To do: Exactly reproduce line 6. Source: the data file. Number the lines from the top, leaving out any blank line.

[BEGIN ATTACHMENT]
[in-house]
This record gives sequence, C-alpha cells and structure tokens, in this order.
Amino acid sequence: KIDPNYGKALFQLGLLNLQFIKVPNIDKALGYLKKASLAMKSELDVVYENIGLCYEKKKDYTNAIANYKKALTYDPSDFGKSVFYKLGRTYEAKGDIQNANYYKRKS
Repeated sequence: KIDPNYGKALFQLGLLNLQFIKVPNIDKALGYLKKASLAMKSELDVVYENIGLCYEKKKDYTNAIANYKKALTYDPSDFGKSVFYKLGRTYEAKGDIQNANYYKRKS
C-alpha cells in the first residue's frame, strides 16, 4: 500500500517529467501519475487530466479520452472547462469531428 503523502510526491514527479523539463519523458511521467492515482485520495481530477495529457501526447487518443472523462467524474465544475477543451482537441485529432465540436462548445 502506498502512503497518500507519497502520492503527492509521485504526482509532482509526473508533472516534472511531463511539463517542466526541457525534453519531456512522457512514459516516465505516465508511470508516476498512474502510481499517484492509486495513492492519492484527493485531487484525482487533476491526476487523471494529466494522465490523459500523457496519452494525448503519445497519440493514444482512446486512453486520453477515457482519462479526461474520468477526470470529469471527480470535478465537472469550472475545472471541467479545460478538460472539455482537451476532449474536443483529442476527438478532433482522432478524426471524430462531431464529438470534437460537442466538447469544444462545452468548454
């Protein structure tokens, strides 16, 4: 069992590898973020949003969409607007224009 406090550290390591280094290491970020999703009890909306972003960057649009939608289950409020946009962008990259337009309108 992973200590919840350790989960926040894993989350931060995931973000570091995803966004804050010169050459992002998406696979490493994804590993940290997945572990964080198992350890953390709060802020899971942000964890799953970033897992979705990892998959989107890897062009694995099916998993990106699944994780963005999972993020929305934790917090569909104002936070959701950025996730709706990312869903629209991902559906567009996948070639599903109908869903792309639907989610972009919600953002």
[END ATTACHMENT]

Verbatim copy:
């Protein structure tokens, strides 16, 4: 069992590898973020949003969409607007224009 406090550290390591280094290491970020999703009890909306972003960057649009939608289950409020946009962008990259337009309108 992973200590919840350790989960926040894993989350931060995931973000570091995803966004804050010169050459992002998406696979490493994804590993940290997945572990964080198992350890953390709060802020899971942000964890799953970033897992979705990892998959989107890897062009694995099916998993990106699944994780963005999972993020929305934790917090569909104002936070959701950025996730709706990312869903629209991902559906567009996948070639599903109908869903792309639907989610972009919600953002």